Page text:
“So this was Dav’s idea to keep the kind of organic feel, but allow shots – you know, we’ve now got great shots this series where the image is projected and Jodie’s looking through the image. Which gives us more variety, really.”
They were certainly a hit with one cast member anyway.
“I think Jodie loves these new screens,” Wilson continued.
“She loves moving all the time, she’s quite frenetic as a performer and she likes to keep that pace up. So anything which allows her to keep her performance coming is a good thing.”
Though of course, Jodie’s favourite aspect remains her handy custard cream dispenser…
The walls are closing in
When we spoke to Jones about his original TARDIS design, the idea of the shifting, endless walls representing the “Dimension” part of Time And Relative Dimensions In Space was important – and in this updated design, the crew were keen to enhance this concept once more.
“One thing that we wanted was to try and make it feel more infinite,” Wilson said, an effect which was achieved by adding extra “hexagon” lights and printed cloths of the wall design in previously dark areas.
And within the main TARDIS area, the space was really expanded by removing one of three movable, inner walls that had been part of the original design (and can be glimpsed in the above image with crystal growing up from the floor, and one of which can be seen to the left of the below image).
“There were three of them,” Wilson recounted. “And at one point the idea was that they might move in vision on their tracks. But when it came to it practically they were quite heavy to move and didn’t move very well.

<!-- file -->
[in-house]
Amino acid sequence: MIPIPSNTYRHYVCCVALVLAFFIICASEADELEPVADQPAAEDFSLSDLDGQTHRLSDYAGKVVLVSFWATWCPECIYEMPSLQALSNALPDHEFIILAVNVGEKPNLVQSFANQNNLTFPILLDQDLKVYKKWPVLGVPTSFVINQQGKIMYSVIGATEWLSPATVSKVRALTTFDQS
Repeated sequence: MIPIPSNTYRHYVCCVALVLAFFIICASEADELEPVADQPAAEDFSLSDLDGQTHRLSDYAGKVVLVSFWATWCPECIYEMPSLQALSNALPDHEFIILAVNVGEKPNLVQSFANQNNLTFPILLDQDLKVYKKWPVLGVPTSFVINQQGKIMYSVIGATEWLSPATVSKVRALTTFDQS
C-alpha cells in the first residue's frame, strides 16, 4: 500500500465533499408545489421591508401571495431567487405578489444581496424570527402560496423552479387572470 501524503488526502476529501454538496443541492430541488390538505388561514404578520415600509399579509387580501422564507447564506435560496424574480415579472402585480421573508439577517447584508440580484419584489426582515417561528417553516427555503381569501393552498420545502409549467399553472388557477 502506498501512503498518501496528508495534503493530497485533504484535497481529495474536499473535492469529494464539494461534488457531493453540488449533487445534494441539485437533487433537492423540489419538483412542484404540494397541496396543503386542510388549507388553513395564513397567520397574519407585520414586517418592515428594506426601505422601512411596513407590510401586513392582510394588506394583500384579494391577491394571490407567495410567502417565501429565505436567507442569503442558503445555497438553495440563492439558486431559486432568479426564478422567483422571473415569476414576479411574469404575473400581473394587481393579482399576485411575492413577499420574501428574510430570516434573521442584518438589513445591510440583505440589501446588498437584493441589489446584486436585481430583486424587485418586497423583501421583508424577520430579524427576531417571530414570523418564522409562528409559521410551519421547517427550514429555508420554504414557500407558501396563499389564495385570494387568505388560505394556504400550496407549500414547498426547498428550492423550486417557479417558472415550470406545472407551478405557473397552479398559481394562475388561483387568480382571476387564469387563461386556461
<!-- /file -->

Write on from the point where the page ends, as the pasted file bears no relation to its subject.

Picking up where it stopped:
“And by having three of them, it actually made the set feel quite enclosed and quite small. So that was again one of Dav’s things – by moving one of those and opening up the back and giving us that extra layer with the stairs…i t certainly feels bigger when you stand in it.
“And actually we’ve been able to get a lot of different angles on it. So I think onscreen it will feel bigger as well, which was always the intention.”
Making the TARDIS seem bigger on the inside? It’ll never catch on…
Let there be lights
Now, we’re into the real nitty gritty – because one crucial change this year might not be noticed by viewers at home at all.
“Some of the changes are miniscule and you wouldn’t even notice them,” Chibnall admitted.
You see, last year the crystal “fingers” around the TARDIS console, while golden-yellow in design and in person, didn’t look the right colour on camera, requiring them to by fixed laboriously in postproduction.
“We have redone all the LEDs inside these fingers, because last year, although you would walk in and they would look this colour, when you put them on camera they would turn pink,” Wilson said.
“I think it’s something to do with how the blue and the orange light interacted. Basically, the orange LEDs weren’t strong enough to counter that out.
“So our colourist, bless him, basically colour-corrected every single TARDIS scene last year. This year, happily, they look orange on camera.”
New blue ring lights can also be glimpsed on the TARDIS “fingers,” and can be spotted in several images within this article.
The Doctor and the TARDIS
Of course, generally speaking these TARDIS changes aren’t huge, but they speak to the ever-evolving nature of both the set and Doctor Who as a whole – and to showrunner Chibnall, the two are totally entwined anyway.
“With Doctor Who, you can’t do everything in the first year,” he told us. “You have to set yourself very specific targets.
“So it’s like the TARDIS – we would have done all of these things in the first year had we had the budget and the time to do all those things.
“You have to keep moving and keep developing and keep evolving, I think, is the big headline.”
Was there ever a better mission statement for the TARDIS? Probably not…
Doctor Who returns to BBC One on Wednesday 1st January at 6:55pm